How do I determine DISTANCE on a video?
For many biomechanical and physics calculations, you need to be able to determine a distance measure from a video recording.
To calculate accurate distance measurements from video footage, you need to have collected the video footage in the correct manner, otherwise inaccurate measurements will be made.
- The camera should be placed so that you get a side on view of the bowler.
- The camera should not be moving (no panning). That means it is better not to hold the camera in you hands, but to have it set up on a tripod.
- The zoom function should not be used.
- You must have in the view of the video a standard distance measure for calibration. This can be a measurement stick that you hold up in the video frame, or markings on the ground a known distance apart.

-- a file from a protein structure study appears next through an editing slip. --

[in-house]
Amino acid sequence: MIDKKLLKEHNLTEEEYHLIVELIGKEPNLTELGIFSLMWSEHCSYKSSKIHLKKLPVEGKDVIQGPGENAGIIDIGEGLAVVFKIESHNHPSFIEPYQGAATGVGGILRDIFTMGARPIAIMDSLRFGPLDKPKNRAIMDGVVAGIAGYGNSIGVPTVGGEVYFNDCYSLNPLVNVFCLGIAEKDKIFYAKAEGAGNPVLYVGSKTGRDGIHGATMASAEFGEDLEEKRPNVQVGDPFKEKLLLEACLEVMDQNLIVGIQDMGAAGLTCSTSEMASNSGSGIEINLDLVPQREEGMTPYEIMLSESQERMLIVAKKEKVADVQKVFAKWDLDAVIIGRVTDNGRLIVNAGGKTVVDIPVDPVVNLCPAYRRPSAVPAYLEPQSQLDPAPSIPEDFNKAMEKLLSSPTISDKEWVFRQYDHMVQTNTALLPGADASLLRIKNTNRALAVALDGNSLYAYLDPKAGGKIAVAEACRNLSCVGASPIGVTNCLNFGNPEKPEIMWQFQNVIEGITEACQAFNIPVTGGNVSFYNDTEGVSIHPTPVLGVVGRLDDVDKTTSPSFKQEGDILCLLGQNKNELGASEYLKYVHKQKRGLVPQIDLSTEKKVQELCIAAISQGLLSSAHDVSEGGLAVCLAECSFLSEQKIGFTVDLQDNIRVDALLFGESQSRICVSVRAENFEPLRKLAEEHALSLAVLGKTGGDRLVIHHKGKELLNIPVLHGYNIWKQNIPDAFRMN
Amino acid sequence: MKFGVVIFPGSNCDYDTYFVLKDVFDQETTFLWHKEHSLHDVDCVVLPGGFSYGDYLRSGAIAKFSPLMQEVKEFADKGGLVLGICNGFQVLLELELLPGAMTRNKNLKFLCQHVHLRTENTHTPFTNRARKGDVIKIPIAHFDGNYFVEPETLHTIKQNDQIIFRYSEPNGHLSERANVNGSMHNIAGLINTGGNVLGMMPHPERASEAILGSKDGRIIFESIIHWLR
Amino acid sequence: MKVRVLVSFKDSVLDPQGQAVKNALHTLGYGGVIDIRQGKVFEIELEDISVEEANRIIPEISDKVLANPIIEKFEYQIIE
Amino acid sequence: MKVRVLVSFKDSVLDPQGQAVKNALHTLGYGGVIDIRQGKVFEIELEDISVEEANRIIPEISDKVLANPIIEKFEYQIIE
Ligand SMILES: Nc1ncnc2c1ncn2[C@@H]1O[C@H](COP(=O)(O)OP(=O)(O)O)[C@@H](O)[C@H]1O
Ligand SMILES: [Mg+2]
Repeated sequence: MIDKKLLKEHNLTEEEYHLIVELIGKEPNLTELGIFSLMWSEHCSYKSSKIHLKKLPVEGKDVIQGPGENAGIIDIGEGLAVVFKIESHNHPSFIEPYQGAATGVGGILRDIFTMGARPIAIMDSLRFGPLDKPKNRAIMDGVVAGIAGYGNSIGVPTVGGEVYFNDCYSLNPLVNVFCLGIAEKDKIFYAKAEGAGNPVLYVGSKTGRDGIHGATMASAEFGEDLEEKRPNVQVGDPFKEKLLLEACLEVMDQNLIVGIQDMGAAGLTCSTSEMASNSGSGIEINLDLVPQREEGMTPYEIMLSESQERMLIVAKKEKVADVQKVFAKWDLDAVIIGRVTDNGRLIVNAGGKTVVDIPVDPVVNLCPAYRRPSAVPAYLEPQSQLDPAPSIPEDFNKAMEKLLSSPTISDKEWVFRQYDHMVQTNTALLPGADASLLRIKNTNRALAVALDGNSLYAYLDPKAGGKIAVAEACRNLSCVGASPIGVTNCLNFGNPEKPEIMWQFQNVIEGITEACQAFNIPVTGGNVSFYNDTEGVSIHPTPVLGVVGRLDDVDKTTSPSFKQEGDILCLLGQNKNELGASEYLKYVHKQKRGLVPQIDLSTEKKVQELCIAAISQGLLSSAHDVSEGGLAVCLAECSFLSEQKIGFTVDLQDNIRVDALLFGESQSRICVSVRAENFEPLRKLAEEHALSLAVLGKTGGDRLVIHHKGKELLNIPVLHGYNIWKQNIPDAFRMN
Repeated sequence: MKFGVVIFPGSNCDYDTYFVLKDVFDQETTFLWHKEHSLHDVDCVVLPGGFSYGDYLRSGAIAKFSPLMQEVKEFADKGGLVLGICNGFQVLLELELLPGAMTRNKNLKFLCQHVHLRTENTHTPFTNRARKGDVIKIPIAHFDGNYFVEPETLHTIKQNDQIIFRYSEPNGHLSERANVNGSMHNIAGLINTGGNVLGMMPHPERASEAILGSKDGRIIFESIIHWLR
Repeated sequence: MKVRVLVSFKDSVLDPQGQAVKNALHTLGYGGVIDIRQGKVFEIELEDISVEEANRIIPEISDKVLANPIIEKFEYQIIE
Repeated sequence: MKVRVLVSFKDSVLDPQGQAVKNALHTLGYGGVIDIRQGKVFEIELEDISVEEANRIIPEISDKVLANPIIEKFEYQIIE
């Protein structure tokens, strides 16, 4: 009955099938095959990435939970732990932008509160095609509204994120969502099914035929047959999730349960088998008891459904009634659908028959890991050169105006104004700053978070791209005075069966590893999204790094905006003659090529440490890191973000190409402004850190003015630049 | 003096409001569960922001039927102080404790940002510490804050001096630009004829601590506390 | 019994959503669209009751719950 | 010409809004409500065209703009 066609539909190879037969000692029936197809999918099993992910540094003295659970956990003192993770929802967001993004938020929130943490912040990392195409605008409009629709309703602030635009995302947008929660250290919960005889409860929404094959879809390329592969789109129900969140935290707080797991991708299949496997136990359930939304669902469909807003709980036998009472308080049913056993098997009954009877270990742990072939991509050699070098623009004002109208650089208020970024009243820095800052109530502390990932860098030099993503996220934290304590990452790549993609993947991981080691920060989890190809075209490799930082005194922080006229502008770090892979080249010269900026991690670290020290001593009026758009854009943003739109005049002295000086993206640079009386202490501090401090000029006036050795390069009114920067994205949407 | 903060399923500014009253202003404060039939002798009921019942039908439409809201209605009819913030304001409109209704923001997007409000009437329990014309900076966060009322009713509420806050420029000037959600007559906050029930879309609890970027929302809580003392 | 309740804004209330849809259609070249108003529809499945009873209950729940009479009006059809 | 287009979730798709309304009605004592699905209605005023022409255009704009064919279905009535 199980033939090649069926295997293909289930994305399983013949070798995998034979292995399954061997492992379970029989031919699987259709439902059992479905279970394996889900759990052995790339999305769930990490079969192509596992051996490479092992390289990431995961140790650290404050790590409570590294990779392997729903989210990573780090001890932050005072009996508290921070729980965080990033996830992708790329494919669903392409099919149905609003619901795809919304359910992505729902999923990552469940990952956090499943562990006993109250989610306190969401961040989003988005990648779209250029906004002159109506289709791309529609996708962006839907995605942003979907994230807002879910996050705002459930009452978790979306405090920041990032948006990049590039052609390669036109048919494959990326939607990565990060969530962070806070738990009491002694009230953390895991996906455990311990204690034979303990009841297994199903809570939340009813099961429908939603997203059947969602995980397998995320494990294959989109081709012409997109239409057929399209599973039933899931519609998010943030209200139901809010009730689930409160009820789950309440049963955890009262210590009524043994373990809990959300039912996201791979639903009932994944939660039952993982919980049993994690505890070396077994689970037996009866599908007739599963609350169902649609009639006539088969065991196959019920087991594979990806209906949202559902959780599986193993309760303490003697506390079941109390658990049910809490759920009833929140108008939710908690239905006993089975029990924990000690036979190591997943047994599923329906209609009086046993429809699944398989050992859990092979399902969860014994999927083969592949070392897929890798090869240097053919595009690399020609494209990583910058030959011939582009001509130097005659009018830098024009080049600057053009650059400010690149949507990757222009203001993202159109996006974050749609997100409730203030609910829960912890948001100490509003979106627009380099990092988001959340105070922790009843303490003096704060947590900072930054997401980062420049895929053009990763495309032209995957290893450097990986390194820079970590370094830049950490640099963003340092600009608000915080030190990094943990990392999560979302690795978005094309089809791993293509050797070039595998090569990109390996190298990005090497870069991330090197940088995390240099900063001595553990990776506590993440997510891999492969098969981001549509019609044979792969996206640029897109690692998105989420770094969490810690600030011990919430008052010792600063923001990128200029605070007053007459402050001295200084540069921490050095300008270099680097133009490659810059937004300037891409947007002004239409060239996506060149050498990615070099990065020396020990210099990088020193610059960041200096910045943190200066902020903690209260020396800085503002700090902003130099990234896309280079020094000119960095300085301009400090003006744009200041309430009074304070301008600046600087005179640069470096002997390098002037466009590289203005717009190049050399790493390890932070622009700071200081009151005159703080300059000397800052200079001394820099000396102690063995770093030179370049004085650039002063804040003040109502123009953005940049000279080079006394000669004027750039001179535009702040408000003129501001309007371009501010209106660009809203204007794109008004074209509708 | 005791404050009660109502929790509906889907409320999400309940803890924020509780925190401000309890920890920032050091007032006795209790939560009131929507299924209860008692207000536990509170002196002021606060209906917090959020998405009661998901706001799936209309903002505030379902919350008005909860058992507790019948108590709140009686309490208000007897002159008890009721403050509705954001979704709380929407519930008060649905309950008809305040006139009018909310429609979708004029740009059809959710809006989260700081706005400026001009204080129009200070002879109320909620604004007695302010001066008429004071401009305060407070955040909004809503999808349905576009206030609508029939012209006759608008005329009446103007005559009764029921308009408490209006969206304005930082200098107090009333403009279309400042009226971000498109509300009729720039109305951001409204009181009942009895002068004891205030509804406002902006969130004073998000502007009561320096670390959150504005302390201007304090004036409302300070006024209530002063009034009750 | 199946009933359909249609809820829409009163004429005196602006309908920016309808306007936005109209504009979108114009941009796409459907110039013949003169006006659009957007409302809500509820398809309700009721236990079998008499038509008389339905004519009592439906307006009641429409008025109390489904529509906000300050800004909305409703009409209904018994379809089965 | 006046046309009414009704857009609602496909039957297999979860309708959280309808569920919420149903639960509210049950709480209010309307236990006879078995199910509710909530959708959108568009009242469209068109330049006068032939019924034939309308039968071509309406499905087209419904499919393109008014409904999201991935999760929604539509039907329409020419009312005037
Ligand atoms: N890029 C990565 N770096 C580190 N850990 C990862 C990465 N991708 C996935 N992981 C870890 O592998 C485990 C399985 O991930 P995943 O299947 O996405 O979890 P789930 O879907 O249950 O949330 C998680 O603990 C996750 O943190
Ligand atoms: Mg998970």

Calibrate for distance by determining the length of the calibration measure on the screen. It is just like using a scale measure on a map. If a three foot (36 inches) distance is one inch on the screen, the calibration ratio is 1:36. Everything in the same plane as the calibration measure will be 36 times bigger than what you can measure on the screen. If the bowler is either closer or further away from the camera than the calibration measure, then the scale will be different and the distance calculated is inaccurate.
Now simply measure how far an object moves on the screen, and multiply that by the calibration ratio. This method can be used to measure how far each step is in the approach, and how fat the ball travels from one frame to the next. If the frame rate of the video is known, you can then calculate the velocity.